During his 20-year tenure running the British newspaper The Guardian, Alan Rusbridger collaborated with NSA contractor Edward Snowden and WikiLeaks founder Julian Assange on blockbuster stories drawn from secret government documents. He also had to help remake the paper in the digital age.
David Carr, who writes the Media Equation column for The New York Times, says that despite cuts, the future of journalism has never looked brighter. "I look at my backpack that is sitting here and it contains more journalistic firepower than the entire newsroom that I walked into 30-40 years ago," he says.
This week on Fresh Air, we're marking the year's end by revisiting some of the most memorable conversations we've had in 2011. This interview was originally broadcast on October 27, 2011.
Rob Siegel and Carol Kolb of The Onion. It's a weekly national newspaper and Web site. The satirical tabloid-style dispatch has headlines like "Lowest Common Denominator Continues to Plummet" and "U.S. Vows to Defeat Whoever It Is We're at War With." Siegel is The Onion's editor-in-chief and Kolb is the senior editor. The Onion began in 1988 as an alternative weekly newspaper and went online in 1996.
We remember the former publisher of The Washington Post, Katharine Graham. She died July 17th at the age of 84. Graham's father owned The Post in 1933 and later her husband, Phil Graham, took over. Following her husband's suicide in 1963, Graham became publisher, knowing little about the managerial or journalistic aspects of the job. But, learning while she worked, she transformed the paper into one of the country's most respected newspapers. The Post broke the Watergate scandal and published the Pentagon Papers against a federal judge's ruling.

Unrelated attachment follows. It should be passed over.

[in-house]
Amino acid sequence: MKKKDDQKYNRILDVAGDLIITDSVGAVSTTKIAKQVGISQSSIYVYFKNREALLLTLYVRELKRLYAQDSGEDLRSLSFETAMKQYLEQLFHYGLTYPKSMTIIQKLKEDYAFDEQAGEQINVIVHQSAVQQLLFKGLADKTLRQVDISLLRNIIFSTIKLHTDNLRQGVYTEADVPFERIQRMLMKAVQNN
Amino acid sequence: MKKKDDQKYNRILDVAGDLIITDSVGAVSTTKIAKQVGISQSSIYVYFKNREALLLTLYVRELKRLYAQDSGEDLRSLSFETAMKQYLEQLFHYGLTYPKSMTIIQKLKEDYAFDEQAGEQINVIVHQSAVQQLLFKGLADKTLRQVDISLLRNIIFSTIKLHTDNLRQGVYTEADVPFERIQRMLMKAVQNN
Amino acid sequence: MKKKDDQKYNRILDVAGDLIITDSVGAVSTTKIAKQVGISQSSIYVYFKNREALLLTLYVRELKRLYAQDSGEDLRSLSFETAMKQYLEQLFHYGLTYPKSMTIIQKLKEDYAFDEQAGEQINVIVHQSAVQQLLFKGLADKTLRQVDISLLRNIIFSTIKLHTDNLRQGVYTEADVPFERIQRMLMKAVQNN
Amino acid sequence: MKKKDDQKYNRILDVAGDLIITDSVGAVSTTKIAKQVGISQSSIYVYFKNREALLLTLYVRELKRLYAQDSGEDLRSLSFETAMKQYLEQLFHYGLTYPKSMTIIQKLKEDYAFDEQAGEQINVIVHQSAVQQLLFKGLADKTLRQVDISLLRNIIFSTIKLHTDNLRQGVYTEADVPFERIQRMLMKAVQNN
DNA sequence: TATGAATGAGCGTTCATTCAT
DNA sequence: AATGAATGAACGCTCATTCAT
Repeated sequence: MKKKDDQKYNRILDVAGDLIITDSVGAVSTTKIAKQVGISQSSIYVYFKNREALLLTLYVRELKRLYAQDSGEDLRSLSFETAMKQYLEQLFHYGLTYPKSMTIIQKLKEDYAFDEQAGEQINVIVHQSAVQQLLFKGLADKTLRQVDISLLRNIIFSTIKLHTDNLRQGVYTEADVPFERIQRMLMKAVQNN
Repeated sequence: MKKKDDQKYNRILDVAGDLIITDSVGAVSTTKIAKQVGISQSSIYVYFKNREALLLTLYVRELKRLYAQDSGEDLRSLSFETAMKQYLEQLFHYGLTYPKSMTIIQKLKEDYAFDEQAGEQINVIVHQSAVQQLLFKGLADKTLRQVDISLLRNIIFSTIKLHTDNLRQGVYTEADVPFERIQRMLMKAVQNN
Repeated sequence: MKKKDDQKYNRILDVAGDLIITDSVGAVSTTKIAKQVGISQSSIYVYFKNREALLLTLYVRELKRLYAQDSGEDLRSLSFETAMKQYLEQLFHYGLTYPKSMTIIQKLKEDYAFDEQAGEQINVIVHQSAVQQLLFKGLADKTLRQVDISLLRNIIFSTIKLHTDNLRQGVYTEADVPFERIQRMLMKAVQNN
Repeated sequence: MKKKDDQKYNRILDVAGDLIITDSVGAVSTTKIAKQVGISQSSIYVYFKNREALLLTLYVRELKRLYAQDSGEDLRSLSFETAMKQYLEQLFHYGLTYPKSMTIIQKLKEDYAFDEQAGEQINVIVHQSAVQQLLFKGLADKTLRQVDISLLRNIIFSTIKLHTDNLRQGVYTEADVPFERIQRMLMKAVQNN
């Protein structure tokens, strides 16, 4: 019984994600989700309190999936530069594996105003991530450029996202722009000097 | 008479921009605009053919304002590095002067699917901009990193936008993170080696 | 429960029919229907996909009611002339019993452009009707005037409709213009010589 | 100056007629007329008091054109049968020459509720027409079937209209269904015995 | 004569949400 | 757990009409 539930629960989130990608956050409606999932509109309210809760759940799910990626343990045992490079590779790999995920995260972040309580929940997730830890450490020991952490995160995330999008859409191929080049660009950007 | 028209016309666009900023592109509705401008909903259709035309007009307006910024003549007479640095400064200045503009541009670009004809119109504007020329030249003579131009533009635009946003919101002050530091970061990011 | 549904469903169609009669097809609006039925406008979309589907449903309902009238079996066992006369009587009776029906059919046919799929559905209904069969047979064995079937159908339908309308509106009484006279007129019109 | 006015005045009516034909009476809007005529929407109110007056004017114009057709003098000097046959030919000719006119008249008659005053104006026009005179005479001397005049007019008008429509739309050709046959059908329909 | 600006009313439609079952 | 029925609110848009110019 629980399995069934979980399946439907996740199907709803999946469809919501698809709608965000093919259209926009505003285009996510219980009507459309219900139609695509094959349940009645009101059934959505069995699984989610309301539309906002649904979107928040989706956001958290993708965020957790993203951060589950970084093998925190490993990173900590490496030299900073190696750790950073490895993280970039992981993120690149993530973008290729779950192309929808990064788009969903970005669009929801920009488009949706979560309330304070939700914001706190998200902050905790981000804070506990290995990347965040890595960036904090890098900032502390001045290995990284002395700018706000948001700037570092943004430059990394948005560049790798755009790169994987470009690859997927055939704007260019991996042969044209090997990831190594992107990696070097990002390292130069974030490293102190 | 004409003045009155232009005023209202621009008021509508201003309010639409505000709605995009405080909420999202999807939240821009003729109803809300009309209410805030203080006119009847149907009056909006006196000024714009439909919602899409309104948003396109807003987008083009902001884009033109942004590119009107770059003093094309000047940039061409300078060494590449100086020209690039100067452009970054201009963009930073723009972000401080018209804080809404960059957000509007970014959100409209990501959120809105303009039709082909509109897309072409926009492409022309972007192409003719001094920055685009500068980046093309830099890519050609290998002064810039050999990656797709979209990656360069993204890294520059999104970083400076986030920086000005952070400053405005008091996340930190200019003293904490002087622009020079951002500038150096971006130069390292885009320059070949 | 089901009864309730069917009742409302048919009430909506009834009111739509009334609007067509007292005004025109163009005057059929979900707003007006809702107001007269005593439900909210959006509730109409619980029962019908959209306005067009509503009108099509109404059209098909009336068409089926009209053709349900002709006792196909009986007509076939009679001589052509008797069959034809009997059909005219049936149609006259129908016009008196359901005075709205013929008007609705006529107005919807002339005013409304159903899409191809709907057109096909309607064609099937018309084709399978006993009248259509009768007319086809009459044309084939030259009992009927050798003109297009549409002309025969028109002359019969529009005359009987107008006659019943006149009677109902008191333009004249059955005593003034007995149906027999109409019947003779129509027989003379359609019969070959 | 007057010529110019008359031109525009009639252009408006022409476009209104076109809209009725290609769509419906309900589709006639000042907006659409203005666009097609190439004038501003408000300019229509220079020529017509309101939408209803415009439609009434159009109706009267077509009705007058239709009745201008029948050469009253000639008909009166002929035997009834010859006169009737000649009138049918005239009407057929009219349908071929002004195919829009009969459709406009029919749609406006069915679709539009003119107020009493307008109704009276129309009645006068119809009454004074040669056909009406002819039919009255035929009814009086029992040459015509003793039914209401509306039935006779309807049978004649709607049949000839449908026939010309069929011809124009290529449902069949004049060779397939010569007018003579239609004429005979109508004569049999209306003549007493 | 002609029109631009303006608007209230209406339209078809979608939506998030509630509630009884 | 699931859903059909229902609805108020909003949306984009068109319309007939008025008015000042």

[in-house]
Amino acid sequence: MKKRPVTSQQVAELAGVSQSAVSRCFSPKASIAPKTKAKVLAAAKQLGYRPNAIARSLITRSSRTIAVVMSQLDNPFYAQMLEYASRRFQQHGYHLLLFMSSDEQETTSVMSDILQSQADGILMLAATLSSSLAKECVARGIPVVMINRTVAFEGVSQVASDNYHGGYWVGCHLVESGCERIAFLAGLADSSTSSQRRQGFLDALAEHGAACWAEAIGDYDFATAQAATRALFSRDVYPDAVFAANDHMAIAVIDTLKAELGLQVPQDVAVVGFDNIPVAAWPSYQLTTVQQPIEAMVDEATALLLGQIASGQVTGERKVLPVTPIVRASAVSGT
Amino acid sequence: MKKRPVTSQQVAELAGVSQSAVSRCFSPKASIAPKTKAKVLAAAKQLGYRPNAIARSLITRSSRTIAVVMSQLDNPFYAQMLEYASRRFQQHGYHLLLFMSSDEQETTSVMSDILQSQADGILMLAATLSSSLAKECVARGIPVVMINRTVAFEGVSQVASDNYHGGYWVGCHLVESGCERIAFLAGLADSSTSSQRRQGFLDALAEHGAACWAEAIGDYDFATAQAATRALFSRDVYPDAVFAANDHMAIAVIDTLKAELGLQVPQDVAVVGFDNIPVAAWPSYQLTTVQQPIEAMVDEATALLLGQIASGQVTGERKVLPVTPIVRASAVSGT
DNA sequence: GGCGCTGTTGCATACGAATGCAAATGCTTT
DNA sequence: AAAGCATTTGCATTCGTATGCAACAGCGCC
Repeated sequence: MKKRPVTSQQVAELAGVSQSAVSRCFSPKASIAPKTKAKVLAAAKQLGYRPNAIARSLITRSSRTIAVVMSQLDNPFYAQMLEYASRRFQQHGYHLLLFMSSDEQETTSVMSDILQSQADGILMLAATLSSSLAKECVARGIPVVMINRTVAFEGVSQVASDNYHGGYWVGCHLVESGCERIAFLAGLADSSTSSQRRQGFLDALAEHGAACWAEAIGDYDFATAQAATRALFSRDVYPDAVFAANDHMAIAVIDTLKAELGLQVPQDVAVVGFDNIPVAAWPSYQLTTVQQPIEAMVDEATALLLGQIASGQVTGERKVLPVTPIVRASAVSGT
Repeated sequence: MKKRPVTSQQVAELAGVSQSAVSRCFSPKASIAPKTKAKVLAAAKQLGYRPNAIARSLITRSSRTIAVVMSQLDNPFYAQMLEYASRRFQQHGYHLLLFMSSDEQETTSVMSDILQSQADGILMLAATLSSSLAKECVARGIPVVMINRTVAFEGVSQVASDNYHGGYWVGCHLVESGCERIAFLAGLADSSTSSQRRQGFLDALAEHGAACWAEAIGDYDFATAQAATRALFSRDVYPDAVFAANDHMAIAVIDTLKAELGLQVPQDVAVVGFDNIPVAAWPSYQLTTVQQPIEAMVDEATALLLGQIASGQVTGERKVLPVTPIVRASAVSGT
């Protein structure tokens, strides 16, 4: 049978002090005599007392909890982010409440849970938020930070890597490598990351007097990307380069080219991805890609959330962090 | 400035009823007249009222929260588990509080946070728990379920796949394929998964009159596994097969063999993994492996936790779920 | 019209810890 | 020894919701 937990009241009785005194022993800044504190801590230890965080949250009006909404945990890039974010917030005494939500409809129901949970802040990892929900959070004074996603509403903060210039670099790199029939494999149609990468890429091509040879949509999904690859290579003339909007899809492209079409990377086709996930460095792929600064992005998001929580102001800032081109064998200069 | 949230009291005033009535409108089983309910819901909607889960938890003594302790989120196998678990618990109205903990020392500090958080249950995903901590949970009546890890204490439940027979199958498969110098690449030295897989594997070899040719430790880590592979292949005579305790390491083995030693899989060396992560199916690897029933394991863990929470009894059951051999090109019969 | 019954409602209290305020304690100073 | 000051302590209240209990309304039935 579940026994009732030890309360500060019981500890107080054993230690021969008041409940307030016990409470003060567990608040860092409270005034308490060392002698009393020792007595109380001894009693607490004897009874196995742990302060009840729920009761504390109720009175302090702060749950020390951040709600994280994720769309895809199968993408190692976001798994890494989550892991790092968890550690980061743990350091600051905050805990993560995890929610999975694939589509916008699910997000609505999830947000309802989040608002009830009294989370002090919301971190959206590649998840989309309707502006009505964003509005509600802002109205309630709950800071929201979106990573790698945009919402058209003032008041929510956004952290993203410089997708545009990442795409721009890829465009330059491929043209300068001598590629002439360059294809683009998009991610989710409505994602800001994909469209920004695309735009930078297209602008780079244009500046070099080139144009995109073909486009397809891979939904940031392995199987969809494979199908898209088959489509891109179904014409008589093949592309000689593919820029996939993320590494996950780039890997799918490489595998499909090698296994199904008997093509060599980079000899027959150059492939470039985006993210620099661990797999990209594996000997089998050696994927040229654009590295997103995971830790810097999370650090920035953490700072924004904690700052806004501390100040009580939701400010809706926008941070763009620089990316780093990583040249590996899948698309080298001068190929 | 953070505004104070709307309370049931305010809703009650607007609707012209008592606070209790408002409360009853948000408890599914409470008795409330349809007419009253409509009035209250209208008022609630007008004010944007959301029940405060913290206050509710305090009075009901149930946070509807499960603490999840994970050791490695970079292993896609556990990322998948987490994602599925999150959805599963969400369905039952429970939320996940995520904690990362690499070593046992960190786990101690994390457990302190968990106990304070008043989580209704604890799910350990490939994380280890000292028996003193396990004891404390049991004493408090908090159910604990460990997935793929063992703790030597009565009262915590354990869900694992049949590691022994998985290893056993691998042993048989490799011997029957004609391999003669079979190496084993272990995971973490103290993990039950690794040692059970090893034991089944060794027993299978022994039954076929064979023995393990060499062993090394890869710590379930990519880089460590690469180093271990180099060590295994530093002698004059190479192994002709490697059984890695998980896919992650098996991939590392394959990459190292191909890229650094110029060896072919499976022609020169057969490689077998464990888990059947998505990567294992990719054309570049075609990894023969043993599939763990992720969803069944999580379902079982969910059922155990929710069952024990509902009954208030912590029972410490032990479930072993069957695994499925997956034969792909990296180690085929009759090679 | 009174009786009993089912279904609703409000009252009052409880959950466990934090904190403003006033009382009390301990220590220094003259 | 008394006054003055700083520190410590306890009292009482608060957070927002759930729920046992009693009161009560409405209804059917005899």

The NPR foreign correspondent has a new book, called "Sarajevo Daily: A City and Its Newspaper Under Siege." During the height of the conflict, the city was in ruins. But one symbol of hope remained constant for its people: Oslobodjenje, the city's multi-ethnic daily newspaper. When the siege began, the paper's editor vowed, "As long as Sarajevo exists, this paper will publish everyday."
Maureen Corrigan has regularly read the Sunday New York Times wedding announcements. She says the kind of information that's printed -- and the kinds of couples who are highlighted might say as much about the paper's editorial slant as much as it does the current state of marriage.
Geoffrey Stokes has been a staff writer for The Village Voice since 1973. He is the editor of the "New Village Voice Anthology," a collection of articles from the newspapers from 1956-1980. Stokes joins the show to discuss the Anthology and the Voice's history.